Too many people think they have plenty of time to finally focus on what matters most, but that’s just not true.

    This being the case, why does it usually take a life-altering event, like a death, divorce, downsizing or diagnosis for us to stop passively participating in our lives?

    Imagine that you’re:

    • Enjoying a rewarding career

    • In a loving relationship

    • And planning to celebrate a milestone anniversary with a long weekend getaway at a charming bed and breakfast.

    The night before you depart, your loved one has a massive heart attack in their sleep and dies.

    How does this unexpected, tragic occurrence affect your perspective on time?

    Now, imagine you’re in the midst of accepting this new reality and you discover their to-do list they left behind. Their unrealized plans for the future.

    What does this discovery have on your thoughts about time?

    On October 20, 1997, at 3:30 in the morning, I lost my husband to a sudden heart attack. Barry Chase was a beloved Atlanta radio personality. At the time of his death, we had three-year-old twins. And we were planning a getaway to Charleston to celebrate our 10-year wedding anniversary. Barry accomplished much in his life and planned to do so much more.

    Sifting through a stack of papers a few days after his death, I found his to-do list pushed aside on the kitchen counter. It must have gotten lost in the clutter during all the commotion of family, friends and neighbors visiting with condolences and casseroles.

    As I stared down at his unrealized goals and dreams, I really understood in a way I never had before that life is precious…fragile…and finite. None of us is promised tomorrow.

    I vowed to myself: “I will not take life for granted. I will appreciate every day and focus on what matters most, instead of wasting my time and attention on petty issues. I will live my life fully and without regrets—for me, our children and in honor of Barry.”

    So much of what I’ve accomplished in my life since then I attribute to that defining moment and the strategies I will share with you today.

    We all have challenges. My story of tragedy and loss is not unique. When it comes to what matters most to us, we can choose to wait until all the stars align…we have more money or more time…or someone else gives us permission. OR…we can choose to move from list makers to action takers.

    So, think about what’s on your list. Let’s get started!

    • speakerlauncher

      Thank you so much for sharing Tricia!! And for being such a fabulous ambassador for me and for NSA GA – you have an amazing Chapter. Great seeing you again.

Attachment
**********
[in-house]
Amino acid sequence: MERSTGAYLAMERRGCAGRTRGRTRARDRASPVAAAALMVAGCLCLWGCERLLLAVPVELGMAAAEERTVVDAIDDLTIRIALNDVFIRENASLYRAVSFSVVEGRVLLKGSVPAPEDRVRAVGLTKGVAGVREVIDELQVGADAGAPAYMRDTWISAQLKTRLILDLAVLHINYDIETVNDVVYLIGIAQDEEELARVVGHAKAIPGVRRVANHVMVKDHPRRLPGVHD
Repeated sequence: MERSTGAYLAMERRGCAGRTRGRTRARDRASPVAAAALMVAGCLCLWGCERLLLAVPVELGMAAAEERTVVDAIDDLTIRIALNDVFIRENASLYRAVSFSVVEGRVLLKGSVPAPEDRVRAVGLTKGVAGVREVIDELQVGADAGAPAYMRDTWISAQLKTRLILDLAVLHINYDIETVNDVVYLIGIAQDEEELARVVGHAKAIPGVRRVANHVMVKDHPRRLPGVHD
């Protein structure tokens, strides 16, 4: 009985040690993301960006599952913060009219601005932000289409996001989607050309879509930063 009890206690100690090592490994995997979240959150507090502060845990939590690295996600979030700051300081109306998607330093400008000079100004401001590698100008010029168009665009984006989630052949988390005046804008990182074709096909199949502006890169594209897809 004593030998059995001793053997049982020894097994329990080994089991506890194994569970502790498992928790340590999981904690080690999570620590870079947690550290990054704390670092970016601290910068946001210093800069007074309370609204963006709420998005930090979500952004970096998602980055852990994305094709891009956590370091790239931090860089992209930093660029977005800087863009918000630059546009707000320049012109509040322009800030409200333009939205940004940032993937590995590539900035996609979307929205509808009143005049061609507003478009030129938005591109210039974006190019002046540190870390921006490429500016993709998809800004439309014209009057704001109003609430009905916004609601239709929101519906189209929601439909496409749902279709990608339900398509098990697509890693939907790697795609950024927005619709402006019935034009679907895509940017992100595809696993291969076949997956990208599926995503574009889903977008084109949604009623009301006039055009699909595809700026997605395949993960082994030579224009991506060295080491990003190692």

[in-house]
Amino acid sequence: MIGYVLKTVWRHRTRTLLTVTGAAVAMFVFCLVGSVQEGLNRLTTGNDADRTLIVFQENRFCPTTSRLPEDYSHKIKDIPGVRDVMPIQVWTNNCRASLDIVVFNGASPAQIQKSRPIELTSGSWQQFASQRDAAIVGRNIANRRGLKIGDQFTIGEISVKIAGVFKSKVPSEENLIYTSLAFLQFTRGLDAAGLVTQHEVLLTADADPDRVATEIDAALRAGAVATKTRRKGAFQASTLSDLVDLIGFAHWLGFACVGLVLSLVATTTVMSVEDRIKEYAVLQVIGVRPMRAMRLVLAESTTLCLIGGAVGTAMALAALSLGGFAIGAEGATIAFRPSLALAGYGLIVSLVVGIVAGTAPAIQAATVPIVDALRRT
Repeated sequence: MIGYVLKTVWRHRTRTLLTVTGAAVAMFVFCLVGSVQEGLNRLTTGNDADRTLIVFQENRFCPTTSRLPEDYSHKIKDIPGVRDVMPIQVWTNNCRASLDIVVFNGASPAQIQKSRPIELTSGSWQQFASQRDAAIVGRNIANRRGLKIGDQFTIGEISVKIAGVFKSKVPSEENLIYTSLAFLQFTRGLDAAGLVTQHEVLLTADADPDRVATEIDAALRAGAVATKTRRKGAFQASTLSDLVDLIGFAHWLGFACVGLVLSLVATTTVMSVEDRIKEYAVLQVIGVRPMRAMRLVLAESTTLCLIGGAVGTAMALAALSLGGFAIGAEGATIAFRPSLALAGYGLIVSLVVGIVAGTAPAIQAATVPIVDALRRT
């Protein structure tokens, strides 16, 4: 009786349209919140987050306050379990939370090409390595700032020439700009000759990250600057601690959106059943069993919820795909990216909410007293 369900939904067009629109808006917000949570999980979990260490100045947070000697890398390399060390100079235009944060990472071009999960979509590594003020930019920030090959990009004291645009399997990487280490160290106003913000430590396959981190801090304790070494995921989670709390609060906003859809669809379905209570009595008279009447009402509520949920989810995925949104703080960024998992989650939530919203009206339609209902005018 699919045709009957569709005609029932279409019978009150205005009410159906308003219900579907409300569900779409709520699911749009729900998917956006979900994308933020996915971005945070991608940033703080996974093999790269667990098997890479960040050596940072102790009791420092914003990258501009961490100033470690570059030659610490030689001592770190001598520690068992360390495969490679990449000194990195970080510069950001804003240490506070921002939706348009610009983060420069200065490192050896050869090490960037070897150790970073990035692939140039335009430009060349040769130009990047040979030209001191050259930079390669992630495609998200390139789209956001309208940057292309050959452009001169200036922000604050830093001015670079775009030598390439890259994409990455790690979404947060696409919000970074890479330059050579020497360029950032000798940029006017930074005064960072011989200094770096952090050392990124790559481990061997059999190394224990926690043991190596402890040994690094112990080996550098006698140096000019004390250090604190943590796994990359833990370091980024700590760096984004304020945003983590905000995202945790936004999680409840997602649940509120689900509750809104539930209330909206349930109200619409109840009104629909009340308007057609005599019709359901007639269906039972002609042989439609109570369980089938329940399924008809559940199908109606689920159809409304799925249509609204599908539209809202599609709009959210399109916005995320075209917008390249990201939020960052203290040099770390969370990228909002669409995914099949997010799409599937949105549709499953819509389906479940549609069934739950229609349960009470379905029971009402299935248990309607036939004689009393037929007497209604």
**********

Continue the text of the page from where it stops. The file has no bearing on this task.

• Jane, love your willingness to be so open and sharing your story of where your past had led you to doing what you are doing today. Very grateful for doing what you do as it has helped many of us in getting to our own paths of success!!! Thank you!!!

    • speakerlauncher

      Thanks Jen, I suppose we should all be reminded of the good news as well as some of the bumps in the road! (Sometimes it’s easy to focus on the bumps).

  • Craig Gauvreau

    A big part of my safety business is site consulting for clients at their construction sites. So I will be called upon to conduct the safety orientations. Most safety orientations are really boring. Partly because of content, partly because of presentation. At my first CAPS Conference in Toronto I attended Dave Lieber’s session about story telling.

    Talk about a game changer. I interject real life stories into the orientations and make them humorous when I can. There is so much engagement and positive feed back. The workers remember what they really need for the work site. It’s awesome 🙂

    Story telling is definitely one of the keys to have sustainable impact.

    • speakerlauncher

      Agreed Craig, thank you so much for your comment.

  • I am a former Drill Instructor and currently a Master Resilience Trainer and Motivational Speaker. I was always excited at the opportunity to train someone at their job. I became an instructor nut I was also battling alcohol addiction. I almost took my own life in 2008 because I almost lost my job, wife and kids, and couldn’t stop drinking.
    I got help and turned my life around. I became a drill instructor for basic training and learned all about presenting, making lesson plans, and how to teach. After 4 years, I became a Master Resilience Trainer teaching Mental, Physical, Social, and Spiritual Resilience Skills. I also became a motivational speaker telling my story of resilience and hopefully changing the minds of those who think there’s no way out. The past years haven an incredible journey!